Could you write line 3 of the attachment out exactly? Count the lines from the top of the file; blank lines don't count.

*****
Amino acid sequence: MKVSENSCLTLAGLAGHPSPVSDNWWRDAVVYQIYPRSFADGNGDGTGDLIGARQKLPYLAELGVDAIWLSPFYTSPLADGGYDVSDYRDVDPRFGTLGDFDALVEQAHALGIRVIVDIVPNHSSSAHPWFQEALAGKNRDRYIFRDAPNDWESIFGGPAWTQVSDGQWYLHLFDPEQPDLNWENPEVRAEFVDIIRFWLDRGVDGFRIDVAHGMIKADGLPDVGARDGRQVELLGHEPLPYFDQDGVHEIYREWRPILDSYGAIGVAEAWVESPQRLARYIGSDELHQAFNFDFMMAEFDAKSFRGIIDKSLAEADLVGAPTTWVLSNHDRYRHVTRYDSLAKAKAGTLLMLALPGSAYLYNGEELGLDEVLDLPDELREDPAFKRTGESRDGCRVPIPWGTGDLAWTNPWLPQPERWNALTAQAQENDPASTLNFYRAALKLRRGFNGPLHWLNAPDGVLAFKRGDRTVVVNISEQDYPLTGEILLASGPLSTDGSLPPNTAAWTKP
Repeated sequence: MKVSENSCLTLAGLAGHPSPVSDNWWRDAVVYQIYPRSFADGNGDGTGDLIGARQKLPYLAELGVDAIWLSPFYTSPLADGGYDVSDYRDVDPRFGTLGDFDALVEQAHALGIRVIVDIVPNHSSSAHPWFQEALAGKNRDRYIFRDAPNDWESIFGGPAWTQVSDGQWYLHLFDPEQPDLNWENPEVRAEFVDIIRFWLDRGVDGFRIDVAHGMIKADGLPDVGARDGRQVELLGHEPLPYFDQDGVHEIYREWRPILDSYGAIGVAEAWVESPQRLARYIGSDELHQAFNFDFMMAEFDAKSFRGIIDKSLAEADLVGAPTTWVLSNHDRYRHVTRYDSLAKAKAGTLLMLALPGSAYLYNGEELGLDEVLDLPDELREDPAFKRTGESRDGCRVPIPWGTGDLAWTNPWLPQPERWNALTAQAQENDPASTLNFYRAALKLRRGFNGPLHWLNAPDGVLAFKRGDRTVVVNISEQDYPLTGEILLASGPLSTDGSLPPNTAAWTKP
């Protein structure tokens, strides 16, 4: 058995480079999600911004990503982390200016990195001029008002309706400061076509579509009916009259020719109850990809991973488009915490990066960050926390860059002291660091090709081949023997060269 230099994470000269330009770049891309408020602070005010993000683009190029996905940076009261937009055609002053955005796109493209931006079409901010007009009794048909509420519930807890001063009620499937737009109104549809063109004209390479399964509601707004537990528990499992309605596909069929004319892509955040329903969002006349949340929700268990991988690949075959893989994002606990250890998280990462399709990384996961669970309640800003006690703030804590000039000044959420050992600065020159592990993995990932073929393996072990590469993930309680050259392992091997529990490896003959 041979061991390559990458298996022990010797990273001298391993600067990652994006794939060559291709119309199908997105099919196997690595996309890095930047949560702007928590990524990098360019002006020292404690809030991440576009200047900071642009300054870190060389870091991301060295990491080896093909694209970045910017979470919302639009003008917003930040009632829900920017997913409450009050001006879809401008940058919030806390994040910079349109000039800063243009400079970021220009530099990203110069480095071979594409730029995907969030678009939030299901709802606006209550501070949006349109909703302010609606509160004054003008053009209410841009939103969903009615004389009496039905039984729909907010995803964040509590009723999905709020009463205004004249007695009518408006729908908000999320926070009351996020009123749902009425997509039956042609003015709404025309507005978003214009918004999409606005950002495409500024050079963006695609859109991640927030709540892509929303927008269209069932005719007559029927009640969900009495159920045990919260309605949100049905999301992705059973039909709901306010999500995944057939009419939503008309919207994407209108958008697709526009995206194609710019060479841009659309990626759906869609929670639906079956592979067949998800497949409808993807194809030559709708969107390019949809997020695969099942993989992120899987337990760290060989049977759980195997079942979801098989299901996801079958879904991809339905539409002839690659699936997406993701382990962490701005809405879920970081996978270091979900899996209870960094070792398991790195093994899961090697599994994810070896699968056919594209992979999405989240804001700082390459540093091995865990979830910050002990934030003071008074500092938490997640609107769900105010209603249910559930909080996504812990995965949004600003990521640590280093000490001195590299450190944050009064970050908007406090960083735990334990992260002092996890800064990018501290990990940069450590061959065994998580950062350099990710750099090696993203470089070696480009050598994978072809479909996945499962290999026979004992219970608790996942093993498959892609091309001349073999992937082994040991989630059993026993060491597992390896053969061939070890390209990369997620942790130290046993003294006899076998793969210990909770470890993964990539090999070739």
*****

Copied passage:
């Protein structure tokens, strides 16, 4: 058995480079999600911004990503982390200016990195001029008002309706400061076509579509009916009259020719109850990809991973488009915490990066960050926390860059002291660091090709081949023997060269 230099994470000269330009770049891309408020602070005010993000683009190029996905940076009261937009055609002053955005796109493209931006079409901010007009009794048909509420519930807890001063009620499937737009109104549809063109004209390479399964509601707004537990528990499992309605596909069929004319892509955040329903969002006349949340929700268990991988690949075959893989994002606990250890998280990462399709990384996961669970309640800003006690703030804590000039000044959420050992600065020159592990993995990932073929393996072990590469993930309680050259392992091997529990490896003959 041979061991390559990458298996022990010797990273001298391993600067990652994006794939060559291709119309199908997105099919196997690595996309890095930047949560702007928590990524990098360019002006020292404690809030991440576009200047900071642009300054870190060389870091991301060295990491080896093909694209970045910017979470919302639009003008917003930040009632829900920017997913409450009050001006879809401008940058919030806390994040910079349109000039800063243009400079970021220009530099990203110069480095071979594409730029995907969030678009939030299901709802606006209550501070949006349109909703302010609606509160004054003008053009209410841009939103969903009615004389009496039905039984729909907010995803964040509590009723999905709020009463205004004249007695009518408006729908908000999320926070009351996020009123749902009425997509039956042609003015709404025309507005978003214009918004999409606005950002495409500024050079963006695609859109991640927030709540892509929303927008269209069932005719007559029927009640969900009495159920045990919260309605949100049905999301992705059973039909709901306010999500995944057939009419939503008309919207994407209108958008697709526009995206194609710019060479841009659309990626759906869609929670639906079956592979067949998800497949409808993807194809030559709708969107390019949809997020695969099942993989992120899987337990760290060989049977759980195997079942979801098989299901996801079958879904991809339905539409002839690659699936997406993701382990962490701005809405879920970081996978270091979900899996209870960094070792398991790195093994899961090697599994994810070896699968056919594209992979999405989240804001700082390459540093091995865990979830910050002990934030003071008074500092938490997640609107769900105010209603249910559930909080996504812990995965949004600003990521640590280093000490001195590299450190944050009064970050908007406090960083735990334990992260002092996890800064990018501290990990940069450590061959065994998580950062350099990710750099090696993203470089070696480009050598994978072809479909996945499962290999026979004992219970608790996942093993498959892609091309001349073999992937082994040991989630059993026993060491597992390896053969061939070890390209990369997620942790130290046993003294006899076998793969210990909770470890993964990539090999070739």